L. Neil Smith's
Number 267, April 18, 2004

Sing The Song, Children!

Is Anybody Listening?
by Lady Liberty

Special to TLE

I write and call my Congressional Representative and Senators quite regularly. Taking this kind of action, while often apparently futile, in reality does do some good. If politicians on both sides of the aisle have something in common, it is their shared desire to be elected again and again. And so as a sort of sop to their constituents, politicians do from time to time actually listen to voters. I write and call again and again in the hopes of hitting that golden "time to time" window.

So as to maximize my chances of doing any good, I've carefully considered my approach. When I write, I keep my messages brief and to the point. When I call, I have notes in front of me so that I am ready to state the facts and give my position on the issue. In either case, I am respectful (not necessarily because a given politician deserves respect, mind you, but because a little respect goes a long way in keeping the party on the other end of the communication listening).

I've had some modest success in my efforts. I have a drawer full of replies from various political representatives, many of which indicate an agreement with my comments (though that agreement is all too often equivocal). In the case of some recent telephone calls to Congress (concerning that new nasty known as MATRIX [http://www.ladylibrty.com/matrix.html]), I was even thanked by a few aides for steering them to information of which they were unaware. Certainly there are times when the politicians disagree with me, and instances where no matter what a letter has said they vote against everything I've expressed. But I haven't given up yet!

Yesterday, I received yet another envelope bearing the return address of the Congress of the United States. Inside, I found a letter that said, in part, "I appreciate your concern," "I agree with you," and "I applaud you..." Another success to add to the list? Well, not exactly.

Some weeks ago, I wrote to my Congressional Representative in connection with the brouhaha over communications decency begun with the Super Bowl's infamous halftime "wardrobe malfunction." I said that, while I certainly didn't think the breast-baring incident was appropriate, I also couldn't condone censorship. I wrote that citizens must be their own censors by using the power of the remote control to change channels or turn the TV off (CBS did suffer as a result of consumer complaint, as did Janet Jackson and Justin Timberlake—and rightfully so). Instead of fines, I suggested that public disapproval—the refusal to buy the albums of an offending singer, or the boycott of one network or another—would be both far more constitutional and realistically effective. I specifically asked that no laws or regulations be written which would mitigate free speech in any way. I argued that the First Amendment exists more to protect speech with which we disagree than to ensure expression of which everyone approves.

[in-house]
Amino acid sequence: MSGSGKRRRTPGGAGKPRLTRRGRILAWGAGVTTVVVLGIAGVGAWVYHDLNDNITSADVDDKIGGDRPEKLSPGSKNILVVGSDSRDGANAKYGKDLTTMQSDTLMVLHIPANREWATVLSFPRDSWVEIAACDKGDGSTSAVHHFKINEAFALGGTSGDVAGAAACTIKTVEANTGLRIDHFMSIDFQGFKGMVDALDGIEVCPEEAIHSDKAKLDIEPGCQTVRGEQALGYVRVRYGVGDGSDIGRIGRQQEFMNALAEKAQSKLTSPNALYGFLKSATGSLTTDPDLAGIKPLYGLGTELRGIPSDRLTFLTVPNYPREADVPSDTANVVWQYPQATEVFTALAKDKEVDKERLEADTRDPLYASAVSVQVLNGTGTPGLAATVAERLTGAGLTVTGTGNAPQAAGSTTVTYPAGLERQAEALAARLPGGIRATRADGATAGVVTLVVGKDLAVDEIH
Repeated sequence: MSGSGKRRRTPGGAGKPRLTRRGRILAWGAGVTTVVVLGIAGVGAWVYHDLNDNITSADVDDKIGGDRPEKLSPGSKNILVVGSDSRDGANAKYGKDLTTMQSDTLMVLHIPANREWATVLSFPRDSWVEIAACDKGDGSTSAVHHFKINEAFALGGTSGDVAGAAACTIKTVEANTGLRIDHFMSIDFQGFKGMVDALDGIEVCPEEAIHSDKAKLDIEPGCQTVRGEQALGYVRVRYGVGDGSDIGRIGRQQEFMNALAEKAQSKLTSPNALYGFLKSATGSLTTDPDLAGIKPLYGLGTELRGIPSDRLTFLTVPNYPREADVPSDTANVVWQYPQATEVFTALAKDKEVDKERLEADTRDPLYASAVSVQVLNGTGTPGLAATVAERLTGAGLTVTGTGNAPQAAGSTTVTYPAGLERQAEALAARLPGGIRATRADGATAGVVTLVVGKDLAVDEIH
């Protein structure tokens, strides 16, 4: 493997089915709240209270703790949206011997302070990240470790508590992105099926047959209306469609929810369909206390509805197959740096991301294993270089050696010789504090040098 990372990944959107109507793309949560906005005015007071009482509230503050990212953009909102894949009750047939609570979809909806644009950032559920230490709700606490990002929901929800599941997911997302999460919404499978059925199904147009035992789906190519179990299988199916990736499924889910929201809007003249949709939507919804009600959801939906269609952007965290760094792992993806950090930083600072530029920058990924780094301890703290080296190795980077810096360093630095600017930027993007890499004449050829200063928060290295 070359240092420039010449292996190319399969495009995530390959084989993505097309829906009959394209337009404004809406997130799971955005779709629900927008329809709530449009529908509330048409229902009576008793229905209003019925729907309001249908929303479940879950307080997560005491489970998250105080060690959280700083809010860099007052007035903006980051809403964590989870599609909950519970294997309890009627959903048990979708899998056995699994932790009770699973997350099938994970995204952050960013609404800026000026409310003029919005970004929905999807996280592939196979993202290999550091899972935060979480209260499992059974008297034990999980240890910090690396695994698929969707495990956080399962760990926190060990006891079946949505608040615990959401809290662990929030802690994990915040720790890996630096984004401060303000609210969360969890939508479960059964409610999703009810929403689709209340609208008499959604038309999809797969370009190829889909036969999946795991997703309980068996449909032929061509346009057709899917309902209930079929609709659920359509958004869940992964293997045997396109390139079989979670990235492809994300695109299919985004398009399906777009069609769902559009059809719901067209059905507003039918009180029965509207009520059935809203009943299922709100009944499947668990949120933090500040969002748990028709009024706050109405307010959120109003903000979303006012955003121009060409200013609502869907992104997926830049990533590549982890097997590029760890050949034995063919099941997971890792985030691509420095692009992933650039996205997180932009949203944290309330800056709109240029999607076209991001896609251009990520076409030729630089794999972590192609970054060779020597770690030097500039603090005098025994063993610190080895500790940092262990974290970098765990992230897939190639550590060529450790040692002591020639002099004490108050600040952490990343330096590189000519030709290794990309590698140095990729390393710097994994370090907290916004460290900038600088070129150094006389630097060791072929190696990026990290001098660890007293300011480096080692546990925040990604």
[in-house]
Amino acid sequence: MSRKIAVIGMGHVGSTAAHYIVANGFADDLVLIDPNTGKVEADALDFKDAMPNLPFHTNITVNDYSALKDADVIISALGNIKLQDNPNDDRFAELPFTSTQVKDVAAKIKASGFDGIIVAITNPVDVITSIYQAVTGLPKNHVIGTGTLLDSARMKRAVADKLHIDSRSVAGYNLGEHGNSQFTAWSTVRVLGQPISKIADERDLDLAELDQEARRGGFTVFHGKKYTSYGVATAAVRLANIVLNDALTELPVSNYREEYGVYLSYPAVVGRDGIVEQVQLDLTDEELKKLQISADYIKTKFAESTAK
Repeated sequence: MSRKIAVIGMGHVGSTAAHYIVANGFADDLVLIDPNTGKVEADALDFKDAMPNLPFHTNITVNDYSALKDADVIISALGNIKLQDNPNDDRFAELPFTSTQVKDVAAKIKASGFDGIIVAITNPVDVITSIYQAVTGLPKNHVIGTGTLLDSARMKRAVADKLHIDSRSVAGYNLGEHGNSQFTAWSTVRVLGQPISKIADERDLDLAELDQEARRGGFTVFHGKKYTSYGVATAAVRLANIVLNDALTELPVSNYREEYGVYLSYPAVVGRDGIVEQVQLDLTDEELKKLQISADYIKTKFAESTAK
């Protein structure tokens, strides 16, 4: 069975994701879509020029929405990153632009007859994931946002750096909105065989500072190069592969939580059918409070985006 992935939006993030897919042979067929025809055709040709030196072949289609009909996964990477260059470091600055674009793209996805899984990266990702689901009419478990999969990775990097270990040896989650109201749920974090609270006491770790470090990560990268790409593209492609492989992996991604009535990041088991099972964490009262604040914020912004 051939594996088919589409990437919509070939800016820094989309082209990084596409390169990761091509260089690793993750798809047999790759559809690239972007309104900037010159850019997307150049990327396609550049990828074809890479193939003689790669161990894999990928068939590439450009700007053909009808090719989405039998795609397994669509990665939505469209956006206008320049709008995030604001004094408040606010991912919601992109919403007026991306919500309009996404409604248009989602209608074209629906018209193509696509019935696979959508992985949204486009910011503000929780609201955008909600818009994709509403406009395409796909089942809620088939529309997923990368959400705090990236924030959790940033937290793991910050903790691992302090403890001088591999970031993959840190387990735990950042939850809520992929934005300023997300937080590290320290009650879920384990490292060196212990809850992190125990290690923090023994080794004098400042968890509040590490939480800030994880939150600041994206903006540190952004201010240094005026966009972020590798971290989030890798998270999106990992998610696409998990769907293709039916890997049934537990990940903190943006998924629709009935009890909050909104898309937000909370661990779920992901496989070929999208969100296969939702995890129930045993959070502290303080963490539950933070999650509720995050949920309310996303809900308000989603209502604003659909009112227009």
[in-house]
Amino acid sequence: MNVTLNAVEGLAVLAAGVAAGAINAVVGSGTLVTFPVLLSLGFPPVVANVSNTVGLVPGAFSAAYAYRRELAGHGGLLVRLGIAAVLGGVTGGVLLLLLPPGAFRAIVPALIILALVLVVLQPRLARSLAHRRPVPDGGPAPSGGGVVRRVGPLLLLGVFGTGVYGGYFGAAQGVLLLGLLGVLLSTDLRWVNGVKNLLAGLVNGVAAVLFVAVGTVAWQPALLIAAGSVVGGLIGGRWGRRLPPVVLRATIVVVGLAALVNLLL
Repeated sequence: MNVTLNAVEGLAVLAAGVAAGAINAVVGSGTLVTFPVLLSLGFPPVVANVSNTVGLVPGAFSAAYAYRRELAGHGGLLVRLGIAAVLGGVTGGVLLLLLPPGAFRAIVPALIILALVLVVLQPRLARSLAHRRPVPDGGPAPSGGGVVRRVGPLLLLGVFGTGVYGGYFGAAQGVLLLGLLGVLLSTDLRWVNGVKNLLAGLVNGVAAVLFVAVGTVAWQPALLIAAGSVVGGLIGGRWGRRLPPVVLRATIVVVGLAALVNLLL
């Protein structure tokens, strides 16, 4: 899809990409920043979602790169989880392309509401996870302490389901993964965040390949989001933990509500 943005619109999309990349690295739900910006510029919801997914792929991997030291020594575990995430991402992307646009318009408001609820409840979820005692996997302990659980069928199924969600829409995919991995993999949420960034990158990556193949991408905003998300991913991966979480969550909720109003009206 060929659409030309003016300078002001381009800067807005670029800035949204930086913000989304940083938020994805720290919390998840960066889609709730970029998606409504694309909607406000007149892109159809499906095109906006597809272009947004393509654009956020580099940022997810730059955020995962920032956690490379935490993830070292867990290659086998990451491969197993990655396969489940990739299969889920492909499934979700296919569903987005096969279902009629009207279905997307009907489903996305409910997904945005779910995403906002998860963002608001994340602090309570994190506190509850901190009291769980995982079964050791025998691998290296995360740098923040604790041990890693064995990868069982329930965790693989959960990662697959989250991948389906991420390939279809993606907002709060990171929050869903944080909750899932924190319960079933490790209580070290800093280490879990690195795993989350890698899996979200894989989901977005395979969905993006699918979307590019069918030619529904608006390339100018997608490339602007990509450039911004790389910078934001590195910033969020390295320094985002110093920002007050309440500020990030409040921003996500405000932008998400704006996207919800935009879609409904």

In response, I got a letter that said my Congressional Representative applauded me "for trying to hold these commercial broadcasters accountable" and that "All to [sic] often, the current fines are often seen by certain broadcasters as merely the price of doing business for attracting a certain audience." The letter went on to say, "That is why I have co-sponsored the bipartisan 'Broadcast Decency Enforcement Act of 2004' (H.R. 3717 [http://thomas.loc.gov/cgi-bin/query/D?c108:3:./temp/~c108ATtJu3::]) which proposes a ten-fold increase in the statutory maximum fines the FCC may dole out to offenders."

I wasn't at all mollified to read, "Of course, any legislation that limits free speech requires the strictest scrutiny." I always thought that any legislation that limits free speech was unconstitutional by definition. And yet I'm hearing from someone sworn to uphold the Constitution who is telling me in reference to H.R. 3717 that "This bill provides the FCC with the tools needed to effectively curb the indecency and profanity pervading our nation's airwaves."

I'll tell you the truth: I was far less upset about the fact that my Congressional Representative is clearly in direct opposition to my viewpoint on this issue than I was that the letter I received indicated that we were on the same side. It's been made all too clear that not only were my opinions not considered, but that they all too obviously weren't even read.

Perhaps an aide got carried away when he or she saw the subject matter and simply responded to me with Stock Response Letter #47B. Or maybe some politicians are now so convinced of their own authority that they're not even offering the pretense of caring what their constituents have to say. Which is it? I don't know. But I'm going to call and ask. Let's see what kind of response that generates!

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